GI Cancers Symposium 2020: Predicting Risk of Relapse in Colon Cancer With Immunoscore
Posted: Friday, February 7, 2020
Work confirming the Immunoscore’s value in predicting disease-free survival in patients treated for 3 or 6 months with modified FOLFOX6 (fluorouracil, leucovorin, and oxaliplatin) was presented at the 2020 Gastrointestinal (GI) Cancers Symposium in San Francisco (Abstract 10). Franck Pagès, MD, PhD, of Hôpital Européen Georges Pompidou, Paris, and colleagues evaluated the actual versus Immunoscore-predicted outcomes of 1,200 patients with stage III colon cancer in the IDEA France cohort study who were randomly divided to receive the shorter or longer modified FOLFOX6 course.
An Immunoscore is calculated by using a “predefined cutoff” to convert “densities of CD3-positive and cytotoxic CD8-positive T cells in the tumor and invasive margin [that] were determined by immunohistochemistry [and] quantified by digital pathology,” the authors wrote. Low and intermediate/high Immunoscores were assigned to 43.5% and 56.5% of patients, respectively. A low Immunoscore successfully (P < .0001) identified patients at higher risk of relapse or death; their 3-year disease-free survival rate was 66.34%, versus 77.66% in those with an intermediate/high Immunoscore.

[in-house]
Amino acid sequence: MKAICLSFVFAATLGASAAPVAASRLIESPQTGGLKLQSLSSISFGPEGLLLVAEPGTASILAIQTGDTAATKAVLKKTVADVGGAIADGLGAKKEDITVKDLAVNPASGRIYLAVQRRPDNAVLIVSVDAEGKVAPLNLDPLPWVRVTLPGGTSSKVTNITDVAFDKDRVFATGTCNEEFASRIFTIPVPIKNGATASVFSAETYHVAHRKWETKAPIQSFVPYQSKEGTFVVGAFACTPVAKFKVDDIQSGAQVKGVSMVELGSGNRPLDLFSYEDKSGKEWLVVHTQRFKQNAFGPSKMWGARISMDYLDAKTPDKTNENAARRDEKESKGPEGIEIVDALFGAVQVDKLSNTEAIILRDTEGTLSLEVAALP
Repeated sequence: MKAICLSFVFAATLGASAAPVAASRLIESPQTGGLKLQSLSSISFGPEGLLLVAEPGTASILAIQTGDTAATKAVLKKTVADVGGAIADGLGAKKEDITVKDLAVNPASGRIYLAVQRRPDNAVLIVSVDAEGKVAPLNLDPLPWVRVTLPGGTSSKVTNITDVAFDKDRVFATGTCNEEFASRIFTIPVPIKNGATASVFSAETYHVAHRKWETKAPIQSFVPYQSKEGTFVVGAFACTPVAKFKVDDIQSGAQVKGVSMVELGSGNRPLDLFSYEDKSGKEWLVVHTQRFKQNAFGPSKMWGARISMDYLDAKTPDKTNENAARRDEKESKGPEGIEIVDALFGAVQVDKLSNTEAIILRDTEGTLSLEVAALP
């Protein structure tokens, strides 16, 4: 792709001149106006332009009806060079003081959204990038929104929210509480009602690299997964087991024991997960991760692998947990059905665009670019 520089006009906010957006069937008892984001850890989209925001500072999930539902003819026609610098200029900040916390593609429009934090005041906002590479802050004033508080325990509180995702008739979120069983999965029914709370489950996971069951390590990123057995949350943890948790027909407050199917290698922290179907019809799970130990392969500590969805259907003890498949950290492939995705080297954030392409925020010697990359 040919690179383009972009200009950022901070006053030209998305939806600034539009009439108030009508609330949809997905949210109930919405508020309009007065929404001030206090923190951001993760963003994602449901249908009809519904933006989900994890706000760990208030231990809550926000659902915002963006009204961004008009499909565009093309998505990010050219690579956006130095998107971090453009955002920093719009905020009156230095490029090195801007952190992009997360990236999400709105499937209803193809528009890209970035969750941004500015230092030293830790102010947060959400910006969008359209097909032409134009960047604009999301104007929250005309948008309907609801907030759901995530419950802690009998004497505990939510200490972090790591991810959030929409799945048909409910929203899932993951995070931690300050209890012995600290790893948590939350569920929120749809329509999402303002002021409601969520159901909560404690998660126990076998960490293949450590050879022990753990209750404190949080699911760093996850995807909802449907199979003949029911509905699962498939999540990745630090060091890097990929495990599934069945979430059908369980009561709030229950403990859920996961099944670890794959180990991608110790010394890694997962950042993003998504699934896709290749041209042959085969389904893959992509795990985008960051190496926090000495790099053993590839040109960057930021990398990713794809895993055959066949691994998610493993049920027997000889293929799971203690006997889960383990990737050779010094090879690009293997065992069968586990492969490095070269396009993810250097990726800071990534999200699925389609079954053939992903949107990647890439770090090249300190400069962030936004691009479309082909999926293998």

Considering treatment length, Dr. Pagès and colleagues found that the 3-year disease-free survival rate of patients with an intermediate/high Immunoscore in the 3-month arm was 71.5%, compared with 83.8% in the 6-month arm (log-rank P = .0004). However, versus 3-month treatment, “6-month modified FOLFOX6 showed no significant benefit for patients with a low Immunoscore (log-rank P = .269),” they noted.
“A statistically significant interaction was observed for Immunoscore’s predictive value for [the impact of] treatment duration (3 vs. 6 months) in terms of disease-free survival in the whole population (P = .0566) and tumor/node subgroups (low-risk T1–3, N1 vs. high-risk T4 and/or N2; P = .0015),” the researchers continued. Possibly Immunoscore would have “predictive value for benefit of longer duration treatment,” they postulated, but it would “[need] to be confirmed in an external validation cohort.”
Disclosure: The study authors’ disclosure information can be found at meetinglibrary.asco.org.